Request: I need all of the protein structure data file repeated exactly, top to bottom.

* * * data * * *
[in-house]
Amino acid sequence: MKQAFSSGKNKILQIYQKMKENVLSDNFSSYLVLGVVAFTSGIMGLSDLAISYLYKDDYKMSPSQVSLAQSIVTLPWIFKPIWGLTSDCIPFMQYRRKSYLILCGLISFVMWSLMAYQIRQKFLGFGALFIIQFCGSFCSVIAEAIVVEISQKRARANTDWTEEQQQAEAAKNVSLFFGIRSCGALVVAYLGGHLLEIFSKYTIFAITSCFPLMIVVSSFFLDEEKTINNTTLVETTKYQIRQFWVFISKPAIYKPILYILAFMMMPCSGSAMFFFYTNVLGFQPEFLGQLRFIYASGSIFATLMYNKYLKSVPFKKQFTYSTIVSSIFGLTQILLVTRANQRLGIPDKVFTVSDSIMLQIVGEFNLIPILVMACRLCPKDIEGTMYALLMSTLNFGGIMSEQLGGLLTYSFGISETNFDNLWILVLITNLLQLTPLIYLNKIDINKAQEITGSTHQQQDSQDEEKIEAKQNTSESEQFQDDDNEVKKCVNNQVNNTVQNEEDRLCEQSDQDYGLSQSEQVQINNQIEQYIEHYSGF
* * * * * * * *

[in-house]
Amino acid sequence: MKQAFSSGKNKILQIYQKMKENVLSDNFSSYLVLGVVAFTSGIMGLSDLAISYLYKDDYKMSPSQVSLAQSIVTLPWIFKPIWGLTSDCIPFMQYRRKSYLILCGLISFVMWSLMAYQIRQKFLGFGALFIIQFCGSFCSVIAEAIVVEISQKRARANTDWTEEQQQAEAAKNVSLFFGIRSCGALVVAYLGGHLLEIFSKYTIFAITSCFPLMIVVSSFFLDEEKTINNTTLVETTKYQIRQFWVFISKPAIYKPILYILAFMMMPCSGSAMFFFYTNVLGFQPEFLGQLRFIYASGSIFATLMYNKYLKSVPFKKQFTYSTIVSSIFGLTQILLVTRANQRLGIPDKVFTVSDSIMLQIVGEFNLIPILVMACRLCPKDIEGTMYALLMSTLNFGGIMSEQLGGLLTYSFGISETNFDNLWILVLITNLLQLTPLIYLNKIDINKAQEITGSTHQQQDSQDEEKIEAKQNTSESEQFQDDDNEVKKCVNNQVNNTVQNEEDRLCEQSDQDYGLSQSEQVQINNQIEQYIEHYSGF